You don’t need to share content from my palace to imagine that the price of oil made a huge difference to life in Houston in the 1980s. That version of Houston was the oil hub of the world but it was also a major financial centre, that in turn funded the oil industry. One example of the excesses of such wealth was to be found on a lunch menu. La Colombe d’Or was a restaurant at the time that pegged the price of lunch to the daily price of West Texas Intermediate crude. That was OK when WTI was fetching 40, 30 or 20 bucks. But when WTI crashed towards $10, the restaurant wasn’t the only victim. Some said that everyone working in the oil industry supported the jobs of ten more. A friend of ours was a chef who lost his Colombe d’Or job in that summer of 1986. Big oil was reducing their workforces in some cases by tens of thousands per company. And on a night when we learned that we were survivors of a loss of 33% of our colleagues, some of us found our way to the office basement for survivors drinks.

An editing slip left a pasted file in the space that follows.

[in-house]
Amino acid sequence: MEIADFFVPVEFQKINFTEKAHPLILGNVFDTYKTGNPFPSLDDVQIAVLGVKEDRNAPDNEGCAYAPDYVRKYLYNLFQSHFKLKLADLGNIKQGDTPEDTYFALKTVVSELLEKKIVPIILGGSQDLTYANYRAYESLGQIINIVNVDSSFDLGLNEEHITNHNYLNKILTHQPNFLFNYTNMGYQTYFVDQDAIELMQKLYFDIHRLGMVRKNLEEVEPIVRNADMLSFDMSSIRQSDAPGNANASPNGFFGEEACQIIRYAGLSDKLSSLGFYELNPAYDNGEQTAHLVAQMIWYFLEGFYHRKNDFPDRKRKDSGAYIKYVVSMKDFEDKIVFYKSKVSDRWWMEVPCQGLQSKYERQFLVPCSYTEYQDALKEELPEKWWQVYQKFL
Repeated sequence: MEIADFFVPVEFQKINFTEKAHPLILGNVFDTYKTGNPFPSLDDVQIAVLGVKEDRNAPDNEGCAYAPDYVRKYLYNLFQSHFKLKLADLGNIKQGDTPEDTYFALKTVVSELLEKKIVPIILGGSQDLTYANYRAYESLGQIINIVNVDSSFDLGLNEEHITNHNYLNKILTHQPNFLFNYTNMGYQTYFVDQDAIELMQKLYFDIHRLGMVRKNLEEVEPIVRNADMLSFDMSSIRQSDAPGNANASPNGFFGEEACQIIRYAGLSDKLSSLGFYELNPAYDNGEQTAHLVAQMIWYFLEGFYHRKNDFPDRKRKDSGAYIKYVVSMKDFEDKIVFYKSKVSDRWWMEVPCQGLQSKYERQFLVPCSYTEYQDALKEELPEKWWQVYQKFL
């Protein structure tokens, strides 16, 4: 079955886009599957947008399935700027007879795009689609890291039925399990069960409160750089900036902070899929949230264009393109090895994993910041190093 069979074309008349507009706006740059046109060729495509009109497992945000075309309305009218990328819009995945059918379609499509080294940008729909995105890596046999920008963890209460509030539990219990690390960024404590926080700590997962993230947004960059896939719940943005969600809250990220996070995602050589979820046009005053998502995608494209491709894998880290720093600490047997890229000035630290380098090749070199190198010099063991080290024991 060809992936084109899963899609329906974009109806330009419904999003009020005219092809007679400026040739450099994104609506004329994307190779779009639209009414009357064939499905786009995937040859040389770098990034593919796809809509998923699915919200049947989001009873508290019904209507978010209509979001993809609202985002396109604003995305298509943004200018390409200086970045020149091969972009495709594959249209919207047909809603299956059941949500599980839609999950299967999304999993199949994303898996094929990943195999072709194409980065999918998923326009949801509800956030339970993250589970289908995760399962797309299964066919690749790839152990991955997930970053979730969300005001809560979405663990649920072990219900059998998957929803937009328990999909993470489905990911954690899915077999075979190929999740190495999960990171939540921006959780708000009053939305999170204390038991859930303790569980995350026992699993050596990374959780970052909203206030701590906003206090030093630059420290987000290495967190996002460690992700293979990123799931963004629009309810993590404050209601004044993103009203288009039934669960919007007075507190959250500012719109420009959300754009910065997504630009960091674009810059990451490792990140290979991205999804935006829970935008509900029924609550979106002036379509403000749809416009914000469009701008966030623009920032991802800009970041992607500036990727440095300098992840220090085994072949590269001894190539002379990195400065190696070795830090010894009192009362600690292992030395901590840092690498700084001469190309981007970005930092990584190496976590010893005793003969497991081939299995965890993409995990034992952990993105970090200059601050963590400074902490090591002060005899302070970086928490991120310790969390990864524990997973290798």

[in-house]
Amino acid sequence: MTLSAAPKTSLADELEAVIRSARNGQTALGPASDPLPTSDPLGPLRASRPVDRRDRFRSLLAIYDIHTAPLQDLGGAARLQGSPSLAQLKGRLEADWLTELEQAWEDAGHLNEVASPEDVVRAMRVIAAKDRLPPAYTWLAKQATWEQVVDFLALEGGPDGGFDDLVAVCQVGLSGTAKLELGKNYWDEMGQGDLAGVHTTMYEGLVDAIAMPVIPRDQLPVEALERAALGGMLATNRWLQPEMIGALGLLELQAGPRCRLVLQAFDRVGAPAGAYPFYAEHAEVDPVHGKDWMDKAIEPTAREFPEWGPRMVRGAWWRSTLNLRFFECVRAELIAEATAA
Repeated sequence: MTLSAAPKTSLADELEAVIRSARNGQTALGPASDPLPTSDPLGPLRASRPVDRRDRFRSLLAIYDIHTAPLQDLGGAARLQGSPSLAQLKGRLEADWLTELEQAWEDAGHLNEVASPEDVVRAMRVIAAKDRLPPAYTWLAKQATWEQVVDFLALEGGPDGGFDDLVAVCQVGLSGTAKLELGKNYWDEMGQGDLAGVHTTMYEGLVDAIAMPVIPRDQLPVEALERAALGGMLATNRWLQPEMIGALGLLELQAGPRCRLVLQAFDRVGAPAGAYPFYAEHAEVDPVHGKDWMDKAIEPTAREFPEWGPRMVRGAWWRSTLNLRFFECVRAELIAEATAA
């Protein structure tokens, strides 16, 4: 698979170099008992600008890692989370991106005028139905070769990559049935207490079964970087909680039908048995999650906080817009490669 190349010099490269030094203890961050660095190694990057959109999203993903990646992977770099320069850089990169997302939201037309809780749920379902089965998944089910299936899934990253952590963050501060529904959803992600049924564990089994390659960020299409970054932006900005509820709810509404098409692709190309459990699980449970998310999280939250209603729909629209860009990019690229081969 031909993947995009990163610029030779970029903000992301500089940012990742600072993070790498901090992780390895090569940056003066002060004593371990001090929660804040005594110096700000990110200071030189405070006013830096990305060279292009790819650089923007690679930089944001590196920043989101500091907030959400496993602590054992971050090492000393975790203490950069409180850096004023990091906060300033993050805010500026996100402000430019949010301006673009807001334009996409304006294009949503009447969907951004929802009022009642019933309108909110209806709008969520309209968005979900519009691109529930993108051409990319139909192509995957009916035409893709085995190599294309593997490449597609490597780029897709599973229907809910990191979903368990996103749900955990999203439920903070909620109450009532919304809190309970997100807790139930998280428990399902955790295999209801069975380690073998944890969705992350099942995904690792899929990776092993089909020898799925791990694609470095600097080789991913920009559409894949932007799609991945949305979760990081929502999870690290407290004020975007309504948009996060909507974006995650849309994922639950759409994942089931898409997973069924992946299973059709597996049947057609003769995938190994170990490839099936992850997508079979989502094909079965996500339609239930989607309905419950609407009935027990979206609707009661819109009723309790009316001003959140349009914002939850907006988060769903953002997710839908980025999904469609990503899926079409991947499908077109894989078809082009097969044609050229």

That was where the Channel 2 TV news crew found us, later than we’d normally stay. Not just us, and so even better for them, the reporter had found me. A bleary-eyed foreigner who still had a job in the oil services industry when so many Houstonians and Texans did not. I never saw the broadcast because I didn’t get home until after the news. Some said, the next day, that I might indeed have been quite bleary eyed. All I know is that I struggled to address the primary question which came as the video lights blinded me, and the reporter with baseball-sized microphone were literally in my face to overcome the C&W music that was thumpingly loud: ‘How does it make you feel to know Exxon just laid off 10,000 people?’